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There’s something about a small town celebration

It wasn’t the same as returning to a childhood, but a visit to the Fourth of July celebration in Slater certainly stirred some memories from years past.

For sure, times have changed – what used to be a pretty good sized midway with all sorts of rides and games for all ages has lessened in size over the years.

The biggest change, though, for those of us who “grew up” with the annual celebration of our nation’s birthday is the single location of the annual event. Until just a few years ago, the Fourth of July was observed one year in Sheldahl and the next in Slater. Many years ago, Slater was founded when the railroad went through. Most of Sheldahl – including many of the houses there – simply moved the short distance to Slater. Decades later, it seems, that move is nearly complete. Sheldahl has become too small to hold the annual Fourth of July celebration. There simply aren’t enough volunteers to be found.

My wife, Judy, and I made the trip to Slater during the afternoon, missing the morning parade and skipping the huge crowds that always flock to the area in the morning. Still, there was plenty to do, plenty to see, and lots of great food to.

A highlight was a visit to the Slater Historical Society booth on the grounds. Judy was particularly pleased since her family once called Slater home – her dad, King, was born in Slater in 1910 and her great aunt, Sarah Heggen was the wife of pioneer Slater banker, Miller Heggen. Her grandfather, Herman Auestad, was an early barber in Slater.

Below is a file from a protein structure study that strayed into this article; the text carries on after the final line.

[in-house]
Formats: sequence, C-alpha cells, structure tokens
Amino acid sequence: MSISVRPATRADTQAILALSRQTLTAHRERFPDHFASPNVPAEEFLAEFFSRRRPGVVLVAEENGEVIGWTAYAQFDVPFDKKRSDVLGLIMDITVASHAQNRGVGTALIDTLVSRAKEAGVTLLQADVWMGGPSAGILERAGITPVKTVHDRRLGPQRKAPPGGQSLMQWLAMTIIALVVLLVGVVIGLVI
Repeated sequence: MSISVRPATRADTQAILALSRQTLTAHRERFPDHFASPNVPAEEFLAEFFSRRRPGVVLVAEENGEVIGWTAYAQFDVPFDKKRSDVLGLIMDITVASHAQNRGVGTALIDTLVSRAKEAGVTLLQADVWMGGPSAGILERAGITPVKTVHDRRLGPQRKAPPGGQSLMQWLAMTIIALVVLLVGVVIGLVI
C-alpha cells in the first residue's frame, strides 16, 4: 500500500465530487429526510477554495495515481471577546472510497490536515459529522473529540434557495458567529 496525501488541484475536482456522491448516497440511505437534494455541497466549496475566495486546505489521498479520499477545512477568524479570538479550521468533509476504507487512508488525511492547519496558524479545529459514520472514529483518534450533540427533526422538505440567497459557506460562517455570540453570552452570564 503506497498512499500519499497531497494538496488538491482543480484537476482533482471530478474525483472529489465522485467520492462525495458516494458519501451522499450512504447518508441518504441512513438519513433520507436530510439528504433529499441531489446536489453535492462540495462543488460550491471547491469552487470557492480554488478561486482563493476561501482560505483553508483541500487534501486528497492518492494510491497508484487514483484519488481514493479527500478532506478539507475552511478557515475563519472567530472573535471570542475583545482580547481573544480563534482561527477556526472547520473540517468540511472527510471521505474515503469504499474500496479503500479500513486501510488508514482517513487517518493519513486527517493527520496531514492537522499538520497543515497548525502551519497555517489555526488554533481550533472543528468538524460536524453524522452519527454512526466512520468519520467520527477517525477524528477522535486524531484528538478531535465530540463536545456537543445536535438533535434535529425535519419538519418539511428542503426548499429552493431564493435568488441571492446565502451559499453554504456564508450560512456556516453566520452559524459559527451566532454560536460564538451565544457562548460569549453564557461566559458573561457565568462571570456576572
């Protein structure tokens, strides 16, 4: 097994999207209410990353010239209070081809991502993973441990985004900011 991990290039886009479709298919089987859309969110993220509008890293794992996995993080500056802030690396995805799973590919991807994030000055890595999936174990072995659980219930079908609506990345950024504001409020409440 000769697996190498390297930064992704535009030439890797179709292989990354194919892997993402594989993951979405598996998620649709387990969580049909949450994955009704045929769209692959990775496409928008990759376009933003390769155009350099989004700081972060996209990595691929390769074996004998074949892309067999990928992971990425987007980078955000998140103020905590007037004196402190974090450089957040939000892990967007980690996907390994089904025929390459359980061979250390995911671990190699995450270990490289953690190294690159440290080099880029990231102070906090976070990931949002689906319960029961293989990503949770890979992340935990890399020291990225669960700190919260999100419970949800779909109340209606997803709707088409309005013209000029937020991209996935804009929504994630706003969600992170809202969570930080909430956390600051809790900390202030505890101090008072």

Judy and I both spent a considerable amount of time at the booth – something I doubt we could have done among much larger earlier crowds.

Slater or Sheldahl was a great place for young folks to meet during summer vacation from school. When we were young, all our friends were there. Games abounded and, naturally, all the boys tried to impress the girls with their prowess at tossing rings over Coke bottles, knocking over dolls or breaking records with baseballs.

It didn’t matter that, in those days, most of the games were “rigged” in favor of the carnival workers. We still tried, and that was all that mattered.

While most of those games are gone now, and many of the rides are no longer in the midway, the Fourth of July celebration is still a highlight of the summer months.

I found a highlight, too. Walking in the park, I spied a white-haired man holding a baby. He looked quite familiar, so I walked closer to get a better look. I didn’t even get there before he turned and said, “Bill Haglund. How are you?”

It was an old boyhood chum from Alleman, Mel Vetter. Mel was there with his family, which now includes three great-grandchildren. Mel and I played a lot of baseball and basketball in our younger days and we had lots to talk about, perhaps to the boredom of our spouses.

Growing up in Alleman, there were only four of us in the same class – three of us boys. It was natural, then, that we would all be friends. We played a lot of ball in the summer and we all dreamed of one day being Big League baseball players. None of us made it.

Visiting with Mel last Friday, though, I did realize one thing.

The older we get, the bigger, faster, more powerful we were. And, there aren’t too many people around to argue that point with us.